Consider what America acknowledges with Mount Rushmore’s huge portraits of Washington, Jefferson, Theodore Roosevelt and Lincoln. Then think about what those 60-foot granite images leave unsaid: that the Founding Fathers might have governed with wrinkled clothes, dirty drawers and untended children if black women — sometimes enslaved — hadn’t worked in their homes.
The Colored Girls Museum, 4613 Newhall St. in Germantown, helps to redress the frequent disregard of black women’s lives and labor. “Not just Shirley Chisholm and Beyonce deserve a place in museums,” said Vashti DuBois, 56, the museum’s founder and executive director, a Brooklyn native who lives in the 127-year-old Victorian twin that houses the museum.
“So much depends on cleaning women, child care workers and other colored women who remain anonymous. The museum shows colored girls from the ordinary to the extraordinary.”
The museum opened in September of 2015. Michael Clemmons and Ian Friday, who helped to establish it, serve as curator and associate directory, respectively. Each room honors a different aspect of colored girls, but they have in common the aim not only to inform but also to heal.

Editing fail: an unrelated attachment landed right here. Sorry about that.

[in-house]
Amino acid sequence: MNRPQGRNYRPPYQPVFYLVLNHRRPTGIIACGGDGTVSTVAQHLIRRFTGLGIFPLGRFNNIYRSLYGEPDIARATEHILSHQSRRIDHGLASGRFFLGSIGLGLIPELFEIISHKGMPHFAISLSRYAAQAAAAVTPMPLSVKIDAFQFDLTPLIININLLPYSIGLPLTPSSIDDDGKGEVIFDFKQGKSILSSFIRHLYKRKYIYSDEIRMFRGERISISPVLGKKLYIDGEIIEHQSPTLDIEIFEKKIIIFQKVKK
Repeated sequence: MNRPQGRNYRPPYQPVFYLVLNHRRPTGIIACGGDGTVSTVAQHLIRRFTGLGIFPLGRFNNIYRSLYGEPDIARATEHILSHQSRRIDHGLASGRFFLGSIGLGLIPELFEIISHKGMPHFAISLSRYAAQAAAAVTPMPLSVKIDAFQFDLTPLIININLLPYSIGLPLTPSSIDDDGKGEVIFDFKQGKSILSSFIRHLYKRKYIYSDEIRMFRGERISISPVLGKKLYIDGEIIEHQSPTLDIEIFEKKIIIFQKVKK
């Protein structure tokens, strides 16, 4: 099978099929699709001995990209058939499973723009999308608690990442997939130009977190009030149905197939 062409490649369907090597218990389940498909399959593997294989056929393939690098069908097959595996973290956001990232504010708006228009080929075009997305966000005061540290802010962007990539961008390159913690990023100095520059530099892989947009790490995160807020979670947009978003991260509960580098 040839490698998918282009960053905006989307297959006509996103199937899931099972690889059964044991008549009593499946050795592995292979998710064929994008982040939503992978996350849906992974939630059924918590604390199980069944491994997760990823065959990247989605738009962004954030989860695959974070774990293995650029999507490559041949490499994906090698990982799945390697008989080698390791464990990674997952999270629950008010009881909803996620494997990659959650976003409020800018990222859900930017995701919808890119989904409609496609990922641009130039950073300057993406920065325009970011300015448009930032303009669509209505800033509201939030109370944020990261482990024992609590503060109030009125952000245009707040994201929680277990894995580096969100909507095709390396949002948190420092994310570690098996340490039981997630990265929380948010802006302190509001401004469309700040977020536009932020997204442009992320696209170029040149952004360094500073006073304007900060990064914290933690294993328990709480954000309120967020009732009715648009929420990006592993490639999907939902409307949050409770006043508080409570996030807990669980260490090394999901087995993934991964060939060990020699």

Founded by German Quaker and Mennonite families in 1683 as an independent borough, it was absorbed into Philadelphia in 1854. The area, which is about six miles northwest from the city center, now consists of two neighborhoods: ‘Germantown’ and ‘East Germantown’.
Map of Philadelphia County, Pennsylvania highlighting Germantown Borough prior to the Act of Consolidation, 1854
Germantown has played a significant role in American history; it was the birthplace of the American antislavery movement, the site of a Revolutionary War battle, the temporary residence of George Washington, the location of the first bank of the United States, and the residence of many notable politicians, scholars, artists, and social activists.
Today the area remains rich in historic sites and buildings from the colonial era, some of which are open to the public. (Wikipedia)